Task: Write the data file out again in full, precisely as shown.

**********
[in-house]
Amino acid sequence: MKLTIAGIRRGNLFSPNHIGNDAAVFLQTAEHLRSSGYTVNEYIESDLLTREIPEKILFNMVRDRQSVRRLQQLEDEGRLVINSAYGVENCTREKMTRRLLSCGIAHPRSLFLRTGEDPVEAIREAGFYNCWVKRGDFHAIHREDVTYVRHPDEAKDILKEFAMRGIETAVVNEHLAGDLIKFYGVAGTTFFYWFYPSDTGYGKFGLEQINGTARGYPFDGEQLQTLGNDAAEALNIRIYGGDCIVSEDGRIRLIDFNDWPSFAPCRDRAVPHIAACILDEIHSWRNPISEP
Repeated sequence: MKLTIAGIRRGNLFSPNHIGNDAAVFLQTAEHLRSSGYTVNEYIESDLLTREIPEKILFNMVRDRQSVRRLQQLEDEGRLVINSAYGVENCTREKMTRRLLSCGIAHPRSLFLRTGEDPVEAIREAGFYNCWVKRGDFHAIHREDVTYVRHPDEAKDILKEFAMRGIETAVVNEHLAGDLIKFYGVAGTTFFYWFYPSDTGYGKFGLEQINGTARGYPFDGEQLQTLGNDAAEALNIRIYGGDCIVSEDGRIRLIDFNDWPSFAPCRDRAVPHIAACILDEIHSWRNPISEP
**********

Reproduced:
[in-house]
Amino acid sequence: MKLTIAGIRRGNLFSPNHIGNDAAVFLQTAEHLRSSGYTVNEYIESDLLTREIPEKILFNMVRDRQSVRRLQQLEDEGRLVINSAYGVENCTREKMTRRLLSCGIAHPRSLFLRTGEDPVEAIREAGFYNCWVKRGDFHAIHREDVTYVRHPDEAKDILKEFAMRGIETAVVNEHLAGDLIKFYGVAGTTFFYWFYPSDTGYGKFGLEQINGTARGYPFDGEQLQTLGNDAAEALNIRIYGGDCIVSEDGRIRLIDFNDWPSFAPCRDRAVPHIAACILDEIHSWRNPISEP
Repeated sequence: MKLTIAGIRRGNLFSPNHIGNDAAVFLQTAEHLRSSGYTVNEYIESDLLTREIPEKILFNMVRDRQSVRRLQQLEDEGRLVINSAYGVENCTREKMTRRLLSCGIAHPRSLFLRTGEDPVEAIREAGFYNCWVKRGDFHAIHREDVTYVRHPDEAKDILKEFAMRGIETAVVNEHLAGDLIKFYGVAGTTFFYWFYPSDTGYGKFGLEQINGTARGYPFDGEQLQTLGNDAAEALNIRIYGGDCIVSEDGRIRLIDFNDWPSFAPCRDRAVPHIAACILDEIHSWRNPISEP